The Torture They Teach
Once upon a time, in a far off kingdom, there was a king, who ruled the land with a firm hand, and his queen, who loved her husband more than he loved her. They had three grown princes: the Heir much like his father, the Younger Brother much like his mother, and the Prince, the middle child, who could not make up his mind to be much like anyone.
The Heir, being the heir to the throne, was sent to be educated in another kingdom. When he returned, his brothers were sent off in turn, while he was sent on embassy to yet another kingdom to try to find a wife.
The trouble began on that journey. “He is young, he his foolish, he will grow out of it,” the King told the Queen. “In any case, it doesn’t matter what a king does with peasant girls - or peasant boys, for that matter - as long as he treats the class in a manner to prevent revolt.”
“But shouldn’t we speak to him about it?”
“And dignify it with a response? Out of the question. At least it happened before he had crossed the border.”
So nothing was said to the Heir about bloody girl who had described the royal carriage as the one in which her virtue was taken, nearly at the expense of her life. The girl was told that her story did not hold water and to kindly refrain from frightening the villagers.
Instead of coming home from his first embassy, the Heir went to visit his brother, the Prince, at the university.
“You can’t tell me you haven’t yet done it.”
“I’m not you. Besides, how do I choose? There are so many.”
“Come with me. I’ll pick her; you’ll prick her.”
The Prince groaned at his brother’s bad pun, but he agreed. That night, long after the gates to the town were closed, they ventured out into the streets. The taverns were shut; the few people out in the streets were on sinister or desperate errands, or were prostitutes returning home to bed. The Heir had his brother wait in an alley while he found a girl. Indeed, what he brought back was a girl - she was lithe and blonde, and so young her breasts could hardly be called such. Her face was obscured by the scarf the Heir had tied about her eyes. “Lie down here,” he ordered her, and she did. “Well, go on,” he ordered his brother, and he did.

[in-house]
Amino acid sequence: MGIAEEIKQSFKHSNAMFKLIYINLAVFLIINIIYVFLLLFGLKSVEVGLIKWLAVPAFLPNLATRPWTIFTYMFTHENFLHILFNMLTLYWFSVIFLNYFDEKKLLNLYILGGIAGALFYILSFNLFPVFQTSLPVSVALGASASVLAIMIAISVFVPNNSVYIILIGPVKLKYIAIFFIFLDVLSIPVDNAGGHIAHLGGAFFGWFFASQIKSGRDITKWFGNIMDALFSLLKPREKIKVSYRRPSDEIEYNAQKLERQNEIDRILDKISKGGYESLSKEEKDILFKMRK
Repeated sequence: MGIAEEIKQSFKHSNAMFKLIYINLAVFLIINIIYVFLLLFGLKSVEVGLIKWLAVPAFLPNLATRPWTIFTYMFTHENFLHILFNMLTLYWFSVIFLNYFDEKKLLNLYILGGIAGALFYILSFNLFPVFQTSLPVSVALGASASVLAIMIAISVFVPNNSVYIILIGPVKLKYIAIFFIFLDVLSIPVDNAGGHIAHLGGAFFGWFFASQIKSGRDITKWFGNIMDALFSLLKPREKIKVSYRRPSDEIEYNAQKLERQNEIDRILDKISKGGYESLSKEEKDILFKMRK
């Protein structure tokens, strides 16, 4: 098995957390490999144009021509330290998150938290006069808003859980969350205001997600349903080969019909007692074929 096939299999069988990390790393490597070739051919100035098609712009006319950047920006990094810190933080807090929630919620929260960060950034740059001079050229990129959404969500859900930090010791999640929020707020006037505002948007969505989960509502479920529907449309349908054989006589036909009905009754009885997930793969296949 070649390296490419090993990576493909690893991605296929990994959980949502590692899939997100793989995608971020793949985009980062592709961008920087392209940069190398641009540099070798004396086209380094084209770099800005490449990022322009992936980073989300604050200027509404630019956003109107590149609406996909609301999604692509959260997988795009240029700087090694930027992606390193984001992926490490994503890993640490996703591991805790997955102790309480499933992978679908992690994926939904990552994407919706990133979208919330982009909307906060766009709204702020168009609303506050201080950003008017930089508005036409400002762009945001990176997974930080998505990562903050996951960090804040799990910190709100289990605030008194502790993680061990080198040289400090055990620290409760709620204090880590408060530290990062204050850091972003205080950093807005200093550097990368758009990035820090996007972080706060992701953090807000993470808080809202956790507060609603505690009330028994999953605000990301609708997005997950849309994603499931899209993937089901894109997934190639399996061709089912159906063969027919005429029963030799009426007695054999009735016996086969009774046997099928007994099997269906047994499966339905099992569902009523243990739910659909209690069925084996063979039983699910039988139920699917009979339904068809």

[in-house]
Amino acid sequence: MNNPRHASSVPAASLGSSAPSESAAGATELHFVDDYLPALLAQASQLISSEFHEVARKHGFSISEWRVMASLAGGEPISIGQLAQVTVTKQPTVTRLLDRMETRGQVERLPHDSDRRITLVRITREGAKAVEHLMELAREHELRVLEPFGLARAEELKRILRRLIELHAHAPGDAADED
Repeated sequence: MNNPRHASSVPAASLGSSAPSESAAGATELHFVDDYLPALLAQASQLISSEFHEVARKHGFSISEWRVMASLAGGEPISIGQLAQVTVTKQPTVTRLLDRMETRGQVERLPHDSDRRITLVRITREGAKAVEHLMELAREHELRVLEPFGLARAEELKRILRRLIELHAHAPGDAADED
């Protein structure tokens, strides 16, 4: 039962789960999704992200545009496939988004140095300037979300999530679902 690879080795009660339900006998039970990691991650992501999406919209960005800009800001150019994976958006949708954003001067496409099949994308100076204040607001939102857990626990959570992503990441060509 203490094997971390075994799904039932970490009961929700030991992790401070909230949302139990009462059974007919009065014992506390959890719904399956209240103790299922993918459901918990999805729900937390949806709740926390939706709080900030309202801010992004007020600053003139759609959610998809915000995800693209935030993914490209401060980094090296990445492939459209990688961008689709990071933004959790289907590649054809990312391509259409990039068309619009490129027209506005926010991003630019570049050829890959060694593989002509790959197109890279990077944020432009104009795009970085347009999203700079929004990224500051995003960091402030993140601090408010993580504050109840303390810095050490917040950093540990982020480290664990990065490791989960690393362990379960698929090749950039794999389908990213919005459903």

The Heir held her down and stopped her screams. The Prince, unaccustomed to the act but excited by the secrecy and need for silence, took her lustily yet silently. But he was sent away when he had finished, so the Heir might “clean up”, as he said.
The Heir was not as fastidious as his younger brother. He called her a slut, spread her as wide as he could and forced himself in, beat her when she whimpered and cursed her when she was silent. He kicked her when he was finished, then left her in the alley.
He returned to the kingdom the next day. The Prince did not ask what had taken his brother so long that night, and no one made enough fuss about a girl half-dead in an alley for a student at the university to hear of it. He didn’t know what became of her, and he didn’t care. He was a prince, she was poor, and he had from her what he wanted. But he did not follow his brother’s taste in selecting his next woman - he went directly to the tavern and paid a buxom prostitute for his pleasures.
The Heir was soon sent on another embassy, where he took pleasure from many of the young ladies in waiting to the princess he was supposed to court. He was sent home early and admonished for not waiting until he had married the princess in question. “It was in very bad faith, don’t you see?”
He apologized to his father and settled down to roaming his own kingdom to learn of its people and geography. It was a small kingdom, but there were people of the woods and of the plain, of the villages and of the fields. The Heir met them all as the representative of his father. In the night, when the urge came upon him, he met their daughters and left them near death. There were no complaints to the palace except from his steward, who said it was not right that the Heir go for long walks at night without some sort of protection. But the King did not stop him.